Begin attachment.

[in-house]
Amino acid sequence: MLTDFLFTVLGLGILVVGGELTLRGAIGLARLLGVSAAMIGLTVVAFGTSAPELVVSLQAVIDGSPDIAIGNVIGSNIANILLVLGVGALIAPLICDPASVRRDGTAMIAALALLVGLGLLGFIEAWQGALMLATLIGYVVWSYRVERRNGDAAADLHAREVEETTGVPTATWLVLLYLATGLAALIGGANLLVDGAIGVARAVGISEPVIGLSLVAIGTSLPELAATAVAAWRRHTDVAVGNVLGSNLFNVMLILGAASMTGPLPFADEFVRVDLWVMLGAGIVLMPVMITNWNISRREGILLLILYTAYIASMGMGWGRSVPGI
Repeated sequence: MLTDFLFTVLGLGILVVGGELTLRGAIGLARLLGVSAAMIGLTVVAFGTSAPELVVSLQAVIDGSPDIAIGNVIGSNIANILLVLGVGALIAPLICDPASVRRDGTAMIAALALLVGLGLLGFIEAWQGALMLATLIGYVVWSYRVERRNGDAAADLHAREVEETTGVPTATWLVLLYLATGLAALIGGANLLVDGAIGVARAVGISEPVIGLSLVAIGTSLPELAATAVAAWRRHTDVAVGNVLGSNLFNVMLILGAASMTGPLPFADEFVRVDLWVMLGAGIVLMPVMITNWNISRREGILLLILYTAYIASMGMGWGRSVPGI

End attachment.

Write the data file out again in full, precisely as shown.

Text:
[in-house]
Amino acid sequence: MLTDFLFTVLGLGILVVGGELTLRGAIGLARLLGVSAAMIGLTVVAFGTSAPELVVSLQAVIDGSPDIAIGNVIGSNIANILLVLGVGALIAPLICDPASVRRDGTAMIAALALLVGLGLLGFIEAWQGALMLATLIGYVVWSYRVERRNGDAAADLHAREVEETTGVPTATWLVLLYLATGLAALIGGANLLVDGAIGVARAVGISEPVIGLSLVAIGTSLPELAATAVAAWRRHTDVAVGNVLGSNLFNVMLILGAASMTGPLPFADEFVRVDLWVMLGAGIVLMPVMITNWNISRREGILLLILYTAYIASMGMGWGRSVPGI
Repeated sequence: MLTDFLFTVLGLGILVVGGELTLRGAIGLARLLGVSAAMIGLTVVAFGTSAPELVVSLQAVIDGSPDIAIGNVIGSNIANILLVLGVGALIAPLICDPASVRRDGTAMIAALALLVGLGLLGFIEAWQGALMLATLIGYVVWSYRVERRNGDAAADLHAREVEETTGVPTATWLVLLYLATGLAALIGGANLLVDGAIGVARAVGISEPVIGLSLVAIGTSLPELAATAVAAWRRHTDVAVGNVLGSNLFNVMLILGAASMTGPLPFADEFVRVDLWVMLGAGIVLMPVMITNWNISRREGILLLILYTAYIASMGMGWGRSVPGI